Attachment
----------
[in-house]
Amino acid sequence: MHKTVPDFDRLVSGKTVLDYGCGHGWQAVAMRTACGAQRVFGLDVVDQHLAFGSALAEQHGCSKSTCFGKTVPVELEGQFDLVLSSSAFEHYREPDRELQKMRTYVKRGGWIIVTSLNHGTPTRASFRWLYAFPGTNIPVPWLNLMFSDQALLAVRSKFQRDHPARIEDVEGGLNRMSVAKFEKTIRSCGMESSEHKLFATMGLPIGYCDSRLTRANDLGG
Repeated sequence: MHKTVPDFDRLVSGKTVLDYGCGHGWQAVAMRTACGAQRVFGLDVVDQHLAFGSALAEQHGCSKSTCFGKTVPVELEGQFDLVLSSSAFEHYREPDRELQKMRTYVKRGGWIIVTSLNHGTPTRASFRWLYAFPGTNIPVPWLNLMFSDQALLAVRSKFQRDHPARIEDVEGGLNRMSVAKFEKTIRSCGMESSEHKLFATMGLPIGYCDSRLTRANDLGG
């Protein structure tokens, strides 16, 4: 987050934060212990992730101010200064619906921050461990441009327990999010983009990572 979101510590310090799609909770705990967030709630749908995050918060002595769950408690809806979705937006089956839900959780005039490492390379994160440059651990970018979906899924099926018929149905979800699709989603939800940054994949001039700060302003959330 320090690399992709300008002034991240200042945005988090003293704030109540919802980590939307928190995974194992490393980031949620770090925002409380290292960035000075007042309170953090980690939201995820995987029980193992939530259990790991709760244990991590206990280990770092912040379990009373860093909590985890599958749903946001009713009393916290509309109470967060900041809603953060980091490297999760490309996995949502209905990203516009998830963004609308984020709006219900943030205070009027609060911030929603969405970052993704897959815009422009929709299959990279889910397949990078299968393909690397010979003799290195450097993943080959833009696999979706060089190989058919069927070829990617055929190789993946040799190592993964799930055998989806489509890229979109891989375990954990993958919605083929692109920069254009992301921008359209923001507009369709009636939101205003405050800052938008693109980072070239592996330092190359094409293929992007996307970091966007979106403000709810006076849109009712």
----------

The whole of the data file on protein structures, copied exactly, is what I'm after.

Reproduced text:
[in-house]
Amino acid sequence: MHKTVPDFDRLVSGKTVLDYGCGHGWQAVAMRTACGAQRVFGLDVVDQHLAFGSALAEQHGCSKSTCFGKTVPVELEGQFDLVLSSSAFEHYREPDRELQKMRTYVKRGGWIIVTSLNHGTPTRASFRWLYAFPGTNIPVPWLNLMFSDQALLAVRSKFQRDHPARIEDVEGGLNRMSVAKFEKTIRSCGMESSEHKLFATMGLPIGYCDSRLTRANDLGG
Repeated sequence: MHKTVPDFDRLVSGKTVLDYGCGHGWQAVAMRTACGAQRVFGLDVVDQHLAFGSALAEQHGCSKSTCFGKTVPVELEGQFDLVLSSSAFEHYREPDRELQKMRTYVKRGGWIIVTSLNHGTPTRASFRWLYAFPGTNIPVPWLNLMFSDQALLAVRSKFQRDHPARIEDVEGGLNRMSVAKFEKTIRSCGMESSEHKLFATMGLPIGYCDSRLTRANDLGG
């Protein structure tokens, strides 16, 4: 987050934060212990992730101010200064619906921050461990441009327990999010983009990572 979101510590310090799609909770705990967030709630749908995050918060002595769950408690809806979705937006089956839900959780005039490492390379994160440059651990970018979906899924099926018929149905979800699709989603939800940054994949001039700060302003959330 320090690399992709300008002034991240200042945005988090003293704030109540919802980590939307928190995974194992490393980031949620770090925002409380290292960035000075007042309170953090980690939201995820995987029980193992939530259990790991709760244990991590206990280990770092912040379990009373860093909590985890599958749903946001009713009393916290509309109470967060900041809603953060980091490297999760490309996995949502209905990203516009998830963004609308984020709006219900943030205070009027609060911030929603969405970052993704897959815009422009929709299959990279889910397949990078299968393909690397010979003799290195450097993943080959833009696999979706060089190989058919069927070829990617055929190789993946040799190592993964799930055998989806489509890229979109891989375990954990993958919605083929692109920069254009992301921008359209923001507009369709009636939101205003405050800052938008693109980072070239592996330092190359094409293929992007996307970091966007979106403000709810006076849109009712």